On Tuesday, Transport Minister Dipuo Peters revealed that road fatalities rose by 5% from the previous year this festive season (1 December 2016 – 9 January 2017).
While there were many factors that contributed to this including drunken driving, pedestrians crossing busy roads and careless speeding – the majority of fatal accidents were as a result of head-on collisions.
Peters said that much of what is to blame for the high fatality rate is drivers’ stubborn road safety attitudes.
“The problem is that people just don’t want to change their attitude on the roads . . . Stop trying to impress your friends. The culture of the driver alerting the passengers that their seatbelts are not on is not there,” Peters said in her statement.
According to Peters, 75% of the fatalities recorded were men and the provinces that had the highest number of road fatalities included KwaZulu-Natal, Limpopo, the Eastern Cape and Gauteng. These four provinces made up about 61% of road deaths.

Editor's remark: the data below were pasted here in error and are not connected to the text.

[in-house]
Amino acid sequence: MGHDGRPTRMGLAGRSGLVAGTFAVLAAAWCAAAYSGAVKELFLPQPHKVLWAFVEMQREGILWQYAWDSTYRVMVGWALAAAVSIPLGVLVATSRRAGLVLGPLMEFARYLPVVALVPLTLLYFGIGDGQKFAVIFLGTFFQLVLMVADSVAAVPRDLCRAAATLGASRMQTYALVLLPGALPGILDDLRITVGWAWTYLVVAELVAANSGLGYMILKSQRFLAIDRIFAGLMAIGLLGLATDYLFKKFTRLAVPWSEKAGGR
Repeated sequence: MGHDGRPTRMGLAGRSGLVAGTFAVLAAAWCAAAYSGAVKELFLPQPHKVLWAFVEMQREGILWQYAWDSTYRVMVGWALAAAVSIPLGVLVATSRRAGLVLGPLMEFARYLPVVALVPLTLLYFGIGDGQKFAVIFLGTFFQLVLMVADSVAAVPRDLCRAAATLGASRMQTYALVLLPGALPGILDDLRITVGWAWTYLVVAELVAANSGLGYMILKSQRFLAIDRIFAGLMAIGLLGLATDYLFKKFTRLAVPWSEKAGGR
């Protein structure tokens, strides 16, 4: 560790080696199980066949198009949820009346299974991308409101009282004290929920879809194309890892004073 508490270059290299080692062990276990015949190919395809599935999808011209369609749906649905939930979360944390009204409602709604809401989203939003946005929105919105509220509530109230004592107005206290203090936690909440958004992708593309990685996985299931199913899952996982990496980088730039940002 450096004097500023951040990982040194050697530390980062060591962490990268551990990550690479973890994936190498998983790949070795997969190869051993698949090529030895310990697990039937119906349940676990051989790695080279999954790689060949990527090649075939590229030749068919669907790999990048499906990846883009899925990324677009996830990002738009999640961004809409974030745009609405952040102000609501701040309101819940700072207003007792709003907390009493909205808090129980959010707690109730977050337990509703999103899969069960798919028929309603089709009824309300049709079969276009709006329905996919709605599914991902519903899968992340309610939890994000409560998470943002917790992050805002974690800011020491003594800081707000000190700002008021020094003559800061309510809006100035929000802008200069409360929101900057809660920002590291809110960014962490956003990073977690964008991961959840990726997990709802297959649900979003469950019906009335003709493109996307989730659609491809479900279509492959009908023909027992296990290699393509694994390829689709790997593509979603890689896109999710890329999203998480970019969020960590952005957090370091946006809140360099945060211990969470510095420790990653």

Another factor in the increased number of deaths is that there were almost 250 000 more vehicles on the road this year compared to the previous one. She went on to warn that intensive audits would be done on licensing centres.
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“If you got your learner’s or driver’s licence through dubious means, know that you will soon lose it,” she said.
Over this festive season, over 400 000 fines were issued, and over 9000 people arrested with 432 roadblocks conducted across the country. The highest recorded speed was on the R21 in Gauteng, with a motorist travelling at around 239km/h.
Drunk driving still remains a schedule 3 offence, but Peters announced that her department is looking to change it to a schedule 5 offence in the Criminal Procedures Act which would classify it in the same category as rape and murder.
Additional sources: Times Live, EWN